September 8th, 2007 – by: Belluomo
Near San Antonio village
I should have done a lot more things here but I felt pretty lazy and just let the days pass calmly. I did try to go to a local waterfall but the afternoon started to get very dark and cloudy and there were some drops of rain on the way up the hills, so when I got to the village of San Antonio and asked for the guide, the old lady that answered the door told me that it was too dangerous for me to go. She kept saying, “oy joven, es muy peligroso! “ She explained that I had to ford a river a couple times and that if it rained it would flash flood and the crossing or re-crossing would be difficult and dangerous and who would rescue me? So I listened to her warning, and to the others in the village who said that I needed a guide anyway because there were many different paths and I could easily get lost.
Plaza...monument to Concord grapes
Instead I wandered down to the village below where there was a bridge and access to the river and enjoyed sitting in the shallow water on a sandbar, admiring the secluded spot and just relaxing. There was a family nearby and the little girls played in the water while the parents relaxed on the rocks and sand of the bank. A teenaged boy took a dip and a woman from the little collection of houses came down to get water several times. They some workmen came along with machetes and forded the river, coming from their work in the fields to their homes on the other side. I was also visited by a boy fisher and his sisters and he threw in his net in several places, hoping to catch something small. I must have spent two hours in that tranquil place and I wondered how many foreigners they ever see there.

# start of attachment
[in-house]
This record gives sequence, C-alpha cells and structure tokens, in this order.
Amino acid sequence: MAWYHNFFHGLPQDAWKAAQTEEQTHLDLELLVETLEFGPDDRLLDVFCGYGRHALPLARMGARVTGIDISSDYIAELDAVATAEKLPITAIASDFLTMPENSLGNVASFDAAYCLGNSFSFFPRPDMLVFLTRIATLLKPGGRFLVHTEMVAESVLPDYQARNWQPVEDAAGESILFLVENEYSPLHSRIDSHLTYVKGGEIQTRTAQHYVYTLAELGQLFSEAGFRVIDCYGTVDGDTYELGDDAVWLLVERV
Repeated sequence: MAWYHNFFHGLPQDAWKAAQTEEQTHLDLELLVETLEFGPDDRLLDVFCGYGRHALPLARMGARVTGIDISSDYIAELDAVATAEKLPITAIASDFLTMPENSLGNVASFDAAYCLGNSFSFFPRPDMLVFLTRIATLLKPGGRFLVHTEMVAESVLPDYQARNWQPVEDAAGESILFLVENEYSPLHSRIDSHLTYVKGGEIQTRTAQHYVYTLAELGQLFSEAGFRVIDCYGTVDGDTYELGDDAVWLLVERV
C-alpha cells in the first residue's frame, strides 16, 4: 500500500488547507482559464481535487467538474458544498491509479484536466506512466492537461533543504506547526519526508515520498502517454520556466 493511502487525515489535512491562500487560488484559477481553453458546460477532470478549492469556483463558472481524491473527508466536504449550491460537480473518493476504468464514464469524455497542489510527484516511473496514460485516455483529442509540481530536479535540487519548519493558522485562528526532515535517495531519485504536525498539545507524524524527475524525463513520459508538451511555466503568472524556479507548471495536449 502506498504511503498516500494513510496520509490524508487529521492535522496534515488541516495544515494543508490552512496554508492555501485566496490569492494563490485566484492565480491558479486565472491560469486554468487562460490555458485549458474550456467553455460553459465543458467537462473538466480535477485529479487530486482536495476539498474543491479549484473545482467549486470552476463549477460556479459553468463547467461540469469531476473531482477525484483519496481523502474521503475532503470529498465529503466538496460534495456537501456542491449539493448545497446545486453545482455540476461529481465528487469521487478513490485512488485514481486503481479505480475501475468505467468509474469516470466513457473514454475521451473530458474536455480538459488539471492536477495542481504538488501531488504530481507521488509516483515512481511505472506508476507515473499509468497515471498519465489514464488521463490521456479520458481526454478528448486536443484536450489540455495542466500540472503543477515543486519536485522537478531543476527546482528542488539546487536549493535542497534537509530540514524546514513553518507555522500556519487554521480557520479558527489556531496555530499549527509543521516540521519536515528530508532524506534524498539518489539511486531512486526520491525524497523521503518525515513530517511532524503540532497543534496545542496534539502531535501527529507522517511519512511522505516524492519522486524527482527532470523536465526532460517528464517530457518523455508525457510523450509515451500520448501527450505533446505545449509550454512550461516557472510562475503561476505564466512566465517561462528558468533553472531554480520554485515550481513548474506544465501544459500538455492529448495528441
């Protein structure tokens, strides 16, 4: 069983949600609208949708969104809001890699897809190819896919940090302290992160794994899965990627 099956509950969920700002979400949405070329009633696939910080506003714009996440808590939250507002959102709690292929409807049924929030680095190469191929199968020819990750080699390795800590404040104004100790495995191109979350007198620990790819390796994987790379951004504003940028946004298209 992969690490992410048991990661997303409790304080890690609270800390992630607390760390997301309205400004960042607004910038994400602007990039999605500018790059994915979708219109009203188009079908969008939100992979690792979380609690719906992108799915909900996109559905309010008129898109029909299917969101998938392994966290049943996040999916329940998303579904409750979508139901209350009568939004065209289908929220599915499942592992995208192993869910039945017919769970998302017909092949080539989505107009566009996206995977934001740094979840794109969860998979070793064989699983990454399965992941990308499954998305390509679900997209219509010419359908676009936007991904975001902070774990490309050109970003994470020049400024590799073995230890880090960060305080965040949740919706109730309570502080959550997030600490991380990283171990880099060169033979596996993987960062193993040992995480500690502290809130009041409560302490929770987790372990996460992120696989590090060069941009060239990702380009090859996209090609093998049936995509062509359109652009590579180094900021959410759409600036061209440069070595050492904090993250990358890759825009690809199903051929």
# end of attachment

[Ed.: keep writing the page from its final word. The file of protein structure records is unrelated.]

This is what I love about the north of Peru, and especially outside the towns in the countryside. You feel like the only visitor in eons and it feels like your own special place. I’m really off the beaten path now. When I get to Iquitos
I will see many more foreigners but here I am one of few. We’re a special group here so when you meet one, it’s usually interesting to find out why they are here. One guy that I met at Whisky Bar has been practicing chiropracty in Peru for the last five years and he’s only one of twenty in Peru doing it, so he feels like this is his own territory. He was wary of me at first, just as another American in Tarapoto
, kind of like a big fish in a small pond, but after talking a bit he warmed up to me and it was all ok.
I ended up seeing him a couple different times.
I could have succumbed to the haze that Tarapoto can put you in if I didn’t have other plans to keep traveling but I promised to Janusz that I would be back after Iquitos. I certainly have no desire to go back to Lima
, even if it is the jumping off point for my exploration of the south of Peru. I left some things at the Explorer’s Club so eventually I have to get back there. I just realized that my visa runs out in a few weeks so I’ll have to get it renewed, I’m not sure where, in Iquitos or Lima.